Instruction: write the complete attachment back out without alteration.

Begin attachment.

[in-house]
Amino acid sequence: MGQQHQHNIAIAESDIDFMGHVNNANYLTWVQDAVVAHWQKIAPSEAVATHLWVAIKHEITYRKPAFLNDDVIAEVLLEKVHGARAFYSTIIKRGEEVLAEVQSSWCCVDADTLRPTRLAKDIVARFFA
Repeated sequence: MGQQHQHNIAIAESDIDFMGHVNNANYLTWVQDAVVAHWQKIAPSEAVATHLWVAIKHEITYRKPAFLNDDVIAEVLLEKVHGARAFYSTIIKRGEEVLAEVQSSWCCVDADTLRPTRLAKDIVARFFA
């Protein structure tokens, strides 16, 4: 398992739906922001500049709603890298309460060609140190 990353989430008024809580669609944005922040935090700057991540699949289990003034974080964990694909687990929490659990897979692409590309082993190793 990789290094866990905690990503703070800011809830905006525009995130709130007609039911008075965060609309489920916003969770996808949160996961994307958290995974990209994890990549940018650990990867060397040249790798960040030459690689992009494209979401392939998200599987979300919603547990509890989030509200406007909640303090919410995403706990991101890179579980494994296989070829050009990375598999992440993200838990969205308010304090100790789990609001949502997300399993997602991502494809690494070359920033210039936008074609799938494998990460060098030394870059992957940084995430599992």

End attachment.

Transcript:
[in-house]
Amino acid sequence: MGQQHQHNIAIAESDIDFMGHVNNANYLTWVQDAVVAHWQKIAPSEAVATHLWVAIKHEITYRKPAFLNDDVIAEVLLEKVHGARAFYSTIIKRGEEVLAEVQSSWCCVDADTLRPTRLAKDIVARFFA
Repeated sequence: MGQQHQHNIAIAESDIDFMGHVNNANYLTWVQDAVVAHWQKIAPSEAVATHLWVAIKHEITYRKPAFLNDDVIAEVLLEKVHGARAFYSTIIKRGEEVLAEVQSSWCCVDADTLRPTRLAKDIVARFFA
């Protein structure tokens, strides 16, 4: 398992739906922001500049709603890298309460060609140190 990353989430008024809580669609944005922040935090700057991540699949289990003034974080964990694909687990929490659990897979692409590309082993190793 990789290094866990905690990503703070800011809830905006525009995130709130007609039911008075965060609309489920916003969770996808949160996961994307958290995974990209994890990549940018650990990867060397040249790798960040030459690689992009494209979401392939998200599987979300919603547990509890989030509200406007909640303090919410995403706990991101890179579980494994296989070829050009990375598999992440993200838990969205308010304090100790789990609001949502997300399993997602991502494809690494070359920033210039936008074609799938494998990460060098030394870059992957940084995430599992």